Shabaka in Wikipedia
Shabaka (Shabataka) or Shabaka Neferkare, 'Beautiful is the Soul of Re', was a Kushite pharaoh of the Twenty-fifth dynasty of Egypt,
between (721 BC; 707/706 BC).
Shabaka is thought to be the son of King Kashta and Pebatjma, although a text from the time of Taharqa could be interpreted to mean
that Shabaka was a brother of Taharqa and hence a son of Piye.
Shabaka's Queen Consort was Qalhata, according to Assyrian records, a sister of Taharqa. Shabaka and Qalhata were the parents of King
Tantamani and most likely the parents of King Shebitku as well.
It is possible that Queen Tabakenamun was a wife of Shabaka. She is thought to be a wife of Taharqa by others.
Shabaka's son Haremakhet became High Priest of Amun and is known from a a statue and a fragment of a statue found in Karnak. A
lady named Mesbat is mentioned on the sarcophagus of Haremakhet and may be his mother.
Shabaka is the father of at least two more children, but the identity of their mother is not known. Piankharty later becomes the wife
of her (half-)brother Tamtamani. She is depicted on the Dream Stela with him. Isetemkheb H likely married Tantamani as well. She was
buried in Abydos, Egypt.
He succeeded his brother Piye on the throne, and adopted the throne name of the 6th-dynasty ruler Pepi II. Shabaka's reign was
initially dated from 716 BC to 702 BC by Kenneth Kitchen. However, new evidence indicates that Shabaka died around 707 or 706 BC
because Sargon II (722-705 BC) of Assyria states in an official inscription at Tang-i Var (in Northwest Iran)--which is datable to
706 BC-that it was Shebitku, Shabaka's successor, who extradited Iamanni of Ashdod to him as king of Egypt. This view has been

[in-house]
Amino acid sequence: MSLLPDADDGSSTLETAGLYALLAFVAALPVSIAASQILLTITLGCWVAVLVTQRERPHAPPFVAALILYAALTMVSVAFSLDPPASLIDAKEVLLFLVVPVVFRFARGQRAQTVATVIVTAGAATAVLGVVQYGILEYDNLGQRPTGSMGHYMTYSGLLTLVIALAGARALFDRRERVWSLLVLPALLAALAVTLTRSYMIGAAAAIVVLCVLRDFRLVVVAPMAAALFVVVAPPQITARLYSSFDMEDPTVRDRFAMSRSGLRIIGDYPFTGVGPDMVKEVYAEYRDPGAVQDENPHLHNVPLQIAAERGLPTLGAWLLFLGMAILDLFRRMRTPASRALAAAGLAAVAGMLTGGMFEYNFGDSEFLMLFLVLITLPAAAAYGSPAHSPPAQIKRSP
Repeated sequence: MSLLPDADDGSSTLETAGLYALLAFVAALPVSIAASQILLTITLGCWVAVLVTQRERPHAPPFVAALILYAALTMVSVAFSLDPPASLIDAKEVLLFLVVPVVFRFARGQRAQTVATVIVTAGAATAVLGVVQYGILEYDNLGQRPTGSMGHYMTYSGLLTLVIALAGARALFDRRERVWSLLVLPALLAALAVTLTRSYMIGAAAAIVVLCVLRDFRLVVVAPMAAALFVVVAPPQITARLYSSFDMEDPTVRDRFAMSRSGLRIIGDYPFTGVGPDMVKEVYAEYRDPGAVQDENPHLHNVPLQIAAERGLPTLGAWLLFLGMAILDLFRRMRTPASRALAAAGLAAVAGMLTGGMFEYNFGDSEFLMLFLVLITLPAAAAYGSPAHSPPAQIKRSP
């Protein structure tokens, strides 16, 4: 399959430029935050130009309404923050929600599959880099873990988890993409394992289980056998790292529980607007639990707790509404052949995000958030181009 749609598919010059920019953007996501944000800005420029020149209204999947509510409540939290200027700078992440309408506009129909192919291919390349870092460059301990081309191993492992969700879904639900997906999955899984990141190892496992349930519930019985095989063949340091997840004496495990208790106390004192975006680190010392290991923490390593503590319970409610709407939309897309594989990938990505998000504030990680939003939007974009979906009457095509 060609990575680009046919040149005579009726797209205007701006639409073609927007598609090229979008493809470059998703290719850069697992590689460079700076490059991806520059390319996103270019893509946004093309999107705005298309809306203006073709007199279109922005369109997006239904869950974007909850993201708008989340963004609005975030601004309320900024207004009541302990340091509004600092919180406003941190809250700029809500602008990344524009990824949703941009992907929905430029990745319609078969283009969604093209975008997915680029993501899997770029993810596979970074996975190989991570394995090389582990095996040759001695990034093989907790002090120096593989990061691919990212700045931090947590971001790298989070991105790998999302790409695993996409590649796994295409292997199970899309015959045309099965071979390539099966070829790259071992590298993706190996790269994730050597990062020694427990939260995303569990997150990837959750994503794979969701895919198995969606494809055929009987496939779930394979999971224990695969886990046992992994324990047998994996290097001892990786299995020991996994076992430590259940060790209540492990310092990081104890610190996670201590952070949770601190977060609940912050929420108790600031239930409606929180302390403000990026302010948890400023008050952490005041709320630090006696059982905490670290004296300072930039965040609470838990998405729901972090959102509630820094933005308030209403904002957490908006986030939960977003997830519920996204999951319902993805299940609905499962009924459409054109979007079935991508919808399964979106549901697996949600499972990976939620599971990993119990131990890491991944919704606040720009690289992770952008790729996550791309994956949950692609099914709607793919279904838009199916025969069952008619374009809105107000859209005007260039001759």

accepted by many Egyptologists today such as Aidan Dodson, Rolf Krauss, David Aston, and Karl Jansen-Winkeln among others because
there is no concrete evidence for coregencies or internal political/regional divisions in the Nubian kingdom during the Twenty-fifth
Dynasty. All contemporary records suggest that the Nubian Pharaohs ruled Egypt with only a single king on the throne, while Taharqa
states explicitly on one of his Kawa stelas that he assumed power only after the death of his brother, Shebitku.
Shabaka's reign is significant because he consolidated the Nubian Kingdom's control over all of Egypt from Nubia down to the Delta
region. It also saw an enormous amount of building work undertaken throughout Egypt, especially at the city of Thebes. In Karnak he
erected a pink granite statue of himself wearing the twin crowns of Egypt. Shabaka succeeded in preserving Egypt's independence from
outside foreign powers especially the Assyrian empire under Sargon II. The most famous relic from Shabaka's reign is the Shabaka
stone which records several Old Kingdom documents that the king ordered preserved. Despite being relative newcomers to Egypt,
Shabaka and his family were immensely interested in Egypt's past and the art of the period reflects their tastes which harked back to
earlier periods. Shabaka would grant refuge to king Iamanni of Ashdod after the latter fled to Egypt following the suppression of his
revolt by Assyria in 712 BC.
Shabaka is assumed to have died in his 15th regnal year based on BM cube statue 24429, which is dated to Year 15, II Shemu day 11 of
Shabaka's reign. From the evidence of the Tang-i Var inscription, Shabaka was already dead by 707 or 706 BC. He was buried in
a pyramid at el-Kurru and was succeeded by his nephew Shebitku, Piye's son, following the Kushite tradition of succession from
brother to brother, to son of the first brother. Shebitku would eventually be succeeded by Tantamuni-a son of Shabaka.